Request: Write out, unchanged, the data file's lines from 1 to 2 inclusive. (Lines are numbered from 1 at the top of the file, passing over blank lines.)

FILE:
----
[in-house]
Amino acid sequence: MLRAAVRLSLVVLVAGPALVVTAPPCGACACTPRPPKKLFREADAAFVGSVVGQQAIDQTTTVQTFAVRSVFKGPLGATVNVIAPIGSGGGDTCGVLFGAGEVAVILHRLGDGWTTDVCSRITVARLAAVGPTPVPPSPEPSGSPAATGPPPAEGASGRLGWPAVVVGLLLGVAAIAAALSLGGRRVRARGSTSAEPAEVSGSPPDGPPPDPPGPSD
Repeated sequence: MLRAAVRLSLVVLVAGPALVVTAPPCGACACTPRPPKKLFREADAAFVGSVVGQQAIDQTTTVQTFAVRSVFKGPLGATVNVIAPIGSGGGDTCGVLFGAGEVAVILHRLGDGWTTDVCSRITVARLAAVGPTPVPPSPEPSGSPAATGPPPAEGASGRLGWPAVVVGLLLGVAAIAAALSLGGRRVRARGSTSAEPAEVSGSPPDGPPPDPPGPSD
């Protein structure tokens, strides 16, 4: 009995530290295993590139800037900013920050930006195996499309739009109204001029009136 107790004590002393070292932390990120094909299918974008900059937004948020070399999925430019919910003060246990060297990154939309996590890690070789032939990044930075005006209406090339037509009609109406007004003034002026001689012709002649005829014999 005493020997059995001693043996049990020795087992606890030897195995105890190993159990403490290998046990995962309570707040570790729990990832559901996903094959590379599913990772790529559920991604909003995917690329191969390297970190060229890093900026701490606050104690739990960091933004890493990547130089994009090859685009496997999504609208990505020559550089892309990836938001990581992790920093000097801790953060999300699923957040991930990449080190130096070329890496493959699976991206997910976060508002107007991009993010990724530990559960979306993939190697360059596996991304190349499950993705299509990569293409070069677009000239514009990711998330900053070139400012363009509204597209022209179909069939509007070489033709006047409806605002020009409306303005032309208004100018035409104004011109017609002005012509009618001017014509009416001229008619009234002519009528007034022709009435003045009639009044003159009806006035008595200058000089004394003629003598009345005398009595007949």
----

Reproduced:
[in-house]
Amino acid sequence: MLRAAVRLSLVVLVAGPALVVTAPPCGACACTPRPPKKLFREADAAFVGSVVGQQAIDQTTTVQTFAVRSVFKGPLGATVNVIAPIGSGGGDTCGVLFGAGEVAVILHRLGDGWTTDVCSRITVARLAAVGPTPVPPSPEPSGSPAATGPPPAEGASGRLGWPAVVVGLLLGVAAIAAALSLGGRRVRARGSTSAEPAEVSGSPPDGPPPDPPGPSD